Mid-Term Outcomes of Arthroscopically-Assisted Anatomic Coracoclavicular Ligament Reconstruction Using Tendon Allograft for High-Grade Acromioclavicular Joint Dislocations
** Please Note: This article was among the five finalists in 2 categories for the following:
- Arthroscopy Journal Award for Clinical Research Excellence AND
- Arthroscopy Journal Award for Resident/Fellow Research Excellence
Philip C. Nolte, M.D., M.A., Joseph J. Ruzbarsky, M.D., Bryant P. Elrick, M.Sc., Thomas Woolson, B.S., Kaare S. Midtgaard, M.D., Peter J. Millett, M.D., M.Sc.
The purposes of this study were to assess clinical and radiographic outcomes of arthroscopically-assisted, anatomic coracoclavicular ligament reconstruction using tendon allograft (AA-ACCR) for the treatment of Rockwood type III-V injuries at minimum 2-year follow-up and to perform subgroup analyses of clinical and radiographic outcomes for acute versus chronic and type III versus type IV-V injuries.
In this retrospective study of prospectively collected data, patients who underwent primary AA-ACCR for the treatment of type III-V dislocations and had minimum 2-year follow-up were included. Preoperative and postoperative patient-reported outcome scores (PROs) were collected, including American Shoulder and Elbow Surgeons score, Single Numeric Assessment Evaluation score, Short Form–12 Physical Component Summary, Quick Disabilities of the Arm Shoulder and Hand score, and patient satisfaction. Preoperative and postoperative coracoclavicular distance (CCD) was obtained. PROs and CCD were reported for the total cohort and for the subgroups. Complication and revision rates were demonstrated.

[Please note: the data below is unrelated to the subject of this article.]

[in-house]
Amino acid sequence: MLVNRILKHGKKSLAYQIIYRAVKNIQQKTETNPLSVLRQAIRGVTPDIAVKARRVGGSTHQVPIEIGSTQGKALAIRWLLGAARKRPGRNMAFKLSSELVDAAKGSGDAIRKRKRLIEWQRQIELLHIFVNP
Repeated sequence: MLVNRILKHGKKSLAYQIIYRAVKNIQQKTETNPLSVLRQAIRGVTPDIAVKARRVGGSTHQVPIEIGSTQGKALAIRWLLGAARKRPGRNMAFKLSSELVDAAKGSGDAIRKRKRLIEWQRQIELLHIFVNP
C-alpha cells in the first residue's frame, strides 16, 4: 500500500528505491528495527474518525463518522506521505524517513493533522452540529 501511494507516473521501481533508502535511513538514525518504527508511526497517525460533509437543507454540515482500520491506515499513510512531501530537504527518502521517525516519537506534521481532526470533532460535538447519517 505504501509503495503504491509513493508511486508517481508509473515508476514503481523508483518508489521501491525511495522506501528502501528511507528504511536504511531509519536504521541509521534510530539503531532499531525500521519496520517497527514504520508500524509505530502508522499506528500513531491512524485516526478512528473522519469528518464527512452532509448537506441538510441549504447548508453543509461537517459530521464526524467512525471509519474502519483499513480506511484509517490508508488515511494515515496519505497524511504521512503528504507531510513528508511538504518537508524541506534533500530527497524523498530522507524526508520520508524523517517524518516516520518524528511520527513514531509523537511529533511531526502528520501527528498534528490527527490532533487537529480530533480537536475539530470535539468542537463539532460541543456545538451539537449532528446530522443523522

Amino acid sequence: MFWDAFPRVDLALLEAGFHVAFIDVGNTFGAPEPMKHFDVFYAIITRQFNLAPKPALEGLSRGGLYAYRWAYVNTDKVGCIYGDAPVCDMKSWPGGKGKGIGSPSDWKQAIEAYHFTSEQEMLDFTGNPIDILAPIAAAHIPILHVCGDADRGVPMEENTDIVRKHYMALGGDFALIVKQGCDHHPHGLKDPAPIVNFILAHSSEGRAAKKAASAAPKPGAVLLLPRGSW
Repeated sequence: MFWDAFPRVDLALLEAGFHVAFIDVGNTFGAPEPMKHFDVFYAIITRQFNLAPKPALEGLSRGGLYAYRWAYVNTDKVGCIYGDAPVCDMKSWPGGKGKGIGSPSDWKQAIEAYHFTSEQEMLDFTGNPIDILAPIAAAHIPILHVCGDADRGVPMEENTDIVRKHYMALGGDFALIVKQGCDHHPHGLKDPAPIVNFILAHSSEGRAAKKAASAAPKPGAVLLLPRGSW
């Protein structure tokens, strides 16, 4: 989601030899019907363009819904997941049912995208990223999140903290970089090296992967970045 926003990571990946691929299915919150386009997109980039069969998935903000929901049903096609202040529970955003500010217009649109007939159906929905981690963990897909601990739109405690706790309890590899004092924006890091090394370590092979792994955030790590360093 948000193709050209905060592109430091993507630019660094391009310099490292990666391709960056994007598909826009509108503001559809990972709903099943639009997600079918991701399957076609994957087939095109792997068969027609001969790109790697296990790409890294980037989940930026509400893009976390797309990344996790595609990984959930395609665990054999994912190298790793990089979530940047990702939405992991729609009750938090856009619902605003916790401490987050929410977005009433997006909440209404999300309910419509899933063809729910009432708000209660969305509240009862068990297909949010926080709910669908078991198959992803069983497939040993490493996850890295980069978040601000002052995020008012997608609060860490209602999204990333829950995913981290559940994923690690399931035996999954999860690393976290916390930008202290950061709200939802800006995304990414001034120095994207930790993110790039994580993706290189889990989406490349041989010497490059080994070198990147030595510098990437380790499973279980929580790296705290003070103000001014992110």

In total, 102 patients (10 women, 92 men) with a mean age of 45.0 years (range, 18-73 years) were included. There were 13 complications (12.7%) resulting in revision surgery. After exclusion of revised patients, PROs were available for 69 (77.5%). At mean follow-up of 4.7 years (range, 2.0-12.8 years), all PROs improved significantly (P < .001). Median patient satisfaction was 9.0 (interquartile range, 8.0-10.0). Median preoperative to postoperative CCD decreased significantly (P < .001). Subgroup analyses revealed significant improvements in all PROs and CCD from preoperative to postoperative for both acute and chronic, and type III and type IV-V dislocations (P < .05) with no significant differences in postoperative PROs and satisfaction between (P > .05).
AA-ACCR for high-grade acromioclavicular joint injuries resulted in high postoperative PROs and patient satisfaction with significant improvements from before to after surgery in those who did not undergo revision surgery. Furthermore, subgroup analyses revealed that acute and chronic, and type III and type IV-V injuries benefitted similarly from AA-ACCR.
Level of Evidence
Level IV; therapeutic case series.